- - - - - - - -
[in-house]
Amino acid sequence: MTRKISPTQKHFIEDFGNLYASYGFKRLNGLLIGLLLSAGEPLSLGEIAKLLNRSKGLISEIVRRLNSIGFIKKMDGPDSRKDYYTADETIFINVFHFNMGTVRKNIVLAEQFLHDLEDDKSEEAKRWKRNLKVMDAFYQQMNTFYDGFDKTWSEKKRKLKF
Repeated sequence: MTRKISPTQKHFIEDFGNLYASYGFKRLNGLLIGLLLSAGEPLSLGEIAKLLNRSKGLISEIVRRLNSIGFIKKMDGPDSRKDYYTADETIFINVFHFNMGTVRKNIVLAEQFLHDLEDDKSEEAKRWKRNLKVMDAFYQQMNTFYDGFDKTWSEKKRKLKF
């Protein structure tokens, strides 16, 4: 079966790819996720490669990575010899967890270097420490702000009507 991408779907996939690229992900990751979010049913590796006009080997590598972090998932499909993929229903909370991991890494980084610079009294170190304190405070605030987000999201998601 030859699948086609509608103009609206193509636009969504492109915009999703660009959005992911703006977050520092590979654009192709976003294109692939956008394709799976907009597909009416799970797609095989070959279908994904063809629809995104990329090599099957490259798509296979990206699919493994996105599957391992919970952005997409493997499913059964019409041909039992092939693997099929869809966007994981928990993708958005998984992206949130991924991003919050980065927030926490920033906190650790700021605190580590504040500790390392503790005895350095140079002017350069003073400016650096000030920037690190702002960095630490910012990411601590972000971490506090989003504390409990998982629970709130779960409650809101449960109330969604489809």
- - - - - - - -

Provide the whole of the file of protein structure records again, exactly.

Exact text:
[in-house]
Amino acid sequence: MTRKISPTQKHFIEDFGNLYASYGFKRLNGLLIGLLLSAGEPLSLGEIAKLLNRSKGLISEIVRRLNSIGFIKKMDGPDSRKDYYTADETIFINVFHFNMGTVRKNIVLAEQFLHDLEDDKSEEAKRWKRNLKVMDAFYQQMNTFYDGFDKTWSEKKRKLKF
Repeated sequence: MTRKISPTQKHFIEDFGNLYASYGFKRLNGLLIGLLLSAGEPLSLGEIAKLLNRSKGLISEIVRRLNSIGFIKKMDGPDSRKDYYTADETIFINVFHFNMGTVRKNIVLAEQFLHDLEDDKSEEAKRWKRNLKVMDAFYQQMNTFYDGFDKTWSEKKRKLKF
């Protein structure tokens, strides 16, 4: 079966790819996720490669990575010899967890270097420490702000009507 991408779907996939690229992900990751979010049913590796006009080997590598972090998932499909993929229903909370991991890494980084610079009294170190304190405070605030987000999201998601 030859699948086609509608103009609206193509636009969504492109915009999703660009959005992911703006977050520092590979654009192709976003294109692939956008394709799976907009597909009416799970797609095989070959279908994904063809629809995104990329090599099957490259798509296979990206699919493994996105599957391992919970952005997409493997499913059964019409041909039992092939693997099929869809966007994981928990993708958005998984992206949130991924991003919050980065927030926490920033906190650790700021605190580590504040500790390392503790005895350095140079002017350069003073400016650096000030920037690190702002960095630490910012990411601590972000971490506090989003504390409990998982629970709130779960409650809101449960109330969604489809």